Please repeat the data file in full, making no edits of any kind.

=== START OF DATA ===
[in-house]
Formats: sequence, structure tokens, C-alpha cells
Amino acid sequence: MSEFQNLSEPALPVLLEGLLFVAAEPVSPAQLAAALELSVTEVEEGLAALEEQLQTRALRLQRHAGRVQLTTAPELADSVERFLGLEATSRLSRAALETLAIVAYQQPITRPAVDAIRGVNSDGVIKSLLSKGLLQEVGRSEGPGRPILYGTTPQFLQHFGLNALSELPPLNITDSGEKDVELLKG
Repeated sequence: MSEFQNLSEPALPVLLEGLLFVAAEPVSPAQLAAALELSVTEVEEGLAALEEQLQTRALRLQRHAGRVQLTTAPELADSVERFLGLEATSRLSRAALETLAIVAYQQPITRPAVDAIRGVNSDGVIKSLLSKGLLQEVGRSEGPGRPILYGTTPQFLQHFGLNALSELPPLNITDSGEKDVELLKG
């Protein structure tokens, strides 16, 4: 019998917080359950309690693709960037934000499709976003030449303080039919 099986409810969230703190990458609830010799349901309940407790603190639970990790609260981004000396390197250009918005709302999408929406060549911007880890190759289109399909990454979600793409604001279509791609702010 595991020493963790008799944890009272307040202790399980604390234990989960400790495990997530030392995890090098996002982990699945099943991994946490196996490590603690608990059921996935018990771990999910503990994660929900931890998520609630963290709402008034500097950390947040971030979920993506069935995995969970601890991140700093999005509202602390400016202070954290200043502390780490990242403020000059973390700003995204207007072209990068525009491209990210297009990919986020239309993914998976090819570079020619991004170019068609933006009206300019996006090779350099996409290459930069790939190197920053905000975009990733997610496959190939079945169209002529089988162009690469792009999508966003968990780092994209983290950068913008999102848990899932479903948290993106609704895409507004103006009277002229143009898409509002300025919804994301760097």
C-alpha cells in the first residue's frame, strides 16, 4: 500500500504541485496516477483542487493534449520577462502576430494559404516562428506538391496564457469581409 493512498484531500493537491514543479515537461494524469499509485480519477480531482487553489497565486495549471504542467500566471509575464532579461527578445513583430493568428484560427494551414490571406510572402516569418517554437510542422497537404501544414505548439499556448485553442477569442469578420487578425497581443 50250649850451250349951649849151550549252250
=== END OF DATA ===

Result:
[in-house]
Formats: sequence, structure tokens, C-alpha cells
Amino acid sequence: MSEFQNLSEPALPVLLEGLLFVAAEPVSPAQLAAALELSVTEVEEGLAALEEQLQTRALRLQRHAGRVQLTTAPELADSVERFLGLEATSRLSRAALETLAIVAYQQPITRPAVDAIRGVNSDGVIKSLLSKGLLQEVGRSEGPGRPILYGTTPQFLQHFGLNALSELPPLNITDSGEKDVELLKG
Repeated sequence: MSEFQNLSEPALPVLLEGLLFVAAEPVSPAQLAAALELSVTEVEEGLAALEEQLQTRALRLQRHAGRVQLTTAPELADSVERFLGLEATSRLSRAALETLAIVAYQQPITRPAVDAIRGVNSDGVIKSLLSKGLLQEVGRSEGPGRPILYGTTPQFLQHFGLNALSELPPLNITDSGEKDVELLKG
């Protein structure tokens, strides 16, 4: 019998917080359950309690693709960037934000499709976003030449303080039919 099986409810969230703190990458609830010799349901309940407790603190639970990790609260981004000396390197250009918005709302999408929406060549911007880890190759289109399909990454979600793409604001279509791609702010 595991020493963790008799944890009272307040202790399980604390234990989960400790495990997530030392995890090098996002982990699945099943991994946490196996490590603690608990059921996935018990771990999910503990994660929900931890998520609630963290709402008034500097950390947040971030979920993506069935995995969970601890991140700093999005509202602390400016202070954290200043502390780490990242403020000059973390700003995204207007072209990068525009491209990210297009990919986020239309993914998976090819570079020619991004170019068609933006009206300019996006090779350099996409290459930069790939190197920053905000975009990733997610496959190939079945169209002529089988162009690469792009999508966003968990780092994209983290950068913008999102848990899932479903948290993106609704895409507004103006009277002229143009898409509002300025919804994301760097």
C-alpha cells in the first residue's frame, strides 16, 4: 500500500504541485496516477483542487493534449520577462502576430494559404516562428506538391496564457469581409 493512498484531500493537491514543479515537461494524469499509485480519477480531482487553489497565486495549471504542467500566471509575464532579461527578445513583430493568428484560427494551414490571406510572402516569418517554437510542422497537404501544414505548439499556448485553442477569442469578420487578425497581443 50250649850451250349951649849151550549252250